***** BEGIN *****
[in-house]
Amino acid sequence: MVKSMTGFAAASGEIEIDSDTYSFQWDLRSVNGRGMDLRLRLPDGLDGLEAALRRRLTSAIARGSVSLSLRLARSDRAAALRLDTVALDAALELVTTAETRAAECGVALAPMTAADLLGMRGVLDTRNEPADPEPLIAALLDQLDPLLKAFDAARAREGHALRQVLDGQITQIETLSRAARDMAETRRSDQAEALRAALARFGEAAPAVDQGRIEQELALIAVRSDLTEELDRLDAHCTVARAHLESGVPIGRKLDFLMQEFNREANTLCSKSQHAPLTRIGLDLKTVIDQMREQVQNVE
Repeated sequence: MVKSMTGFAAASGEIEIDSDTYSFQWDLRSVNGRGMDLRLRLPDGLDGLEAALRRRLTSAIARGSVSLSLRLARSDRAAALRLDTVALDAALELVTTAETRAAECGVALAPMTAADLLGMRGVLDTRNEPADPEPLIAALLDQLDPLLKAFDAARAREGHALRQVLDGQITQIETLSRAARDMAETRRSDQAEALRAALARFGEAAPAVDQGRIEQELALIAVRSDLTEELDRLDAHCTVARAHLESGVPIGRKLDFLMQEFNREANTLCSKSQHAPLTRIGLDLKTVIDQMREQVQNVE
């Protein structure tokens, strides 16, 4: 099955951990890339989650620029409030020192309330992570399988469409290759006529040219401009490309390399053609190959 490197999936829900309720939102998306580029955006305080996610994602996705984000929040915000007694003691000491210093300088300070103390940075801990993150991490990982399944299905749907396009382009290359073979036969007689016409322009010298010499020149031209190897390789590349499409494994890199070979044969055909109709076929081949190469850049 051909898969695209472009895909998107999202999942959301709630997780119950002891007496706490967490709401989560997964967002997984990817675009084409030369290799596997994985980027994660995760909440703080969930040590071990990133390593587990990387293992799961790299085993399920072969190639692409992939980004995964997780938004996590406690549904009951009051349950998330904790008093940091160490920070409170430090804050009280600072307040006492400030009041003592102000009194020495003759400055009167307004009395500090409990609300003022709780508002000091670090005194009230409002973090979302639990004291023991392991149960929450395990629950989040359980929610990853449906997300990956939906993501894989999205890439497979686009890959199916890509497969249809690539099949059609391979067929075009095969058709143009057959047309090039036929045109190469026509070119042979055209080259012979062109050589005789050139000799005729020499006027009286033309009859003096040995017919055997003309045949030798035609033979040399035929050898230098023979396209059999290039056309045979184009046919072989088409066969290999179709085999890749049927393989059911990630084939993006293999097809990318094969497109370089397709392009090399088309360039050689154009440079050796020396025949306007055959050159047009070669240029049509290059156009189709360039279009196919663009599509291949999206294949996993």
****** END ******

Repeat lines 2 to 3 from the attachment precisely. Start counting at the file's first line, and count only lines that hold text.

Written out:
Amino acid sequence: MVKSMTGFAAASGEIEIDSDTYSFQWDLRSVNGRGMDLRLRLPDGLDGLEAALRRRLTSAIARGSVSLSLRLARSDRAAALRLDTVALDAALELVTTAETRAAECGVALAPMTAADLLGMRGVLDTRNEPADPEPLIAALLDQLDPLLKAFDAARAREGHALRQVLDGQITQIETLSRAARDMAETRRSDQAEALRAALARFGEAAPAVDQGRIEQELALIAVRSDLTEELDRLDAHCTVARAHLESGVPIGRKLDFLMQEFNREANTLCSKSQHAPLTRIGLDLKTVIDQMREQVQNVE
Repeated sequence: MVKSMTGFAAASGEIEIDSDTYSFQWDLRSVNGRGMDLRLRLPDGLDGLEAALRRRLTSAIARGSVSLSLRLARSDRAAALRLDTVALDAALELVTTAETRAAECGVALAPMTAADLLGMRGVLDTRNEPADPEPLIAALLDQLDPLLKAFDAARAREGHALRQVLDGQITQIETLSRAARDMAETRRSDQAEALRAALARFGEAAPAVDQGRIEQELALIAVRSDLTEELDRLDAHCTVARAHLESGVPIGRKLDFLMQEFNREANTLCSKSQHAPLTRIGLDLKTVIDQMREQVQNVE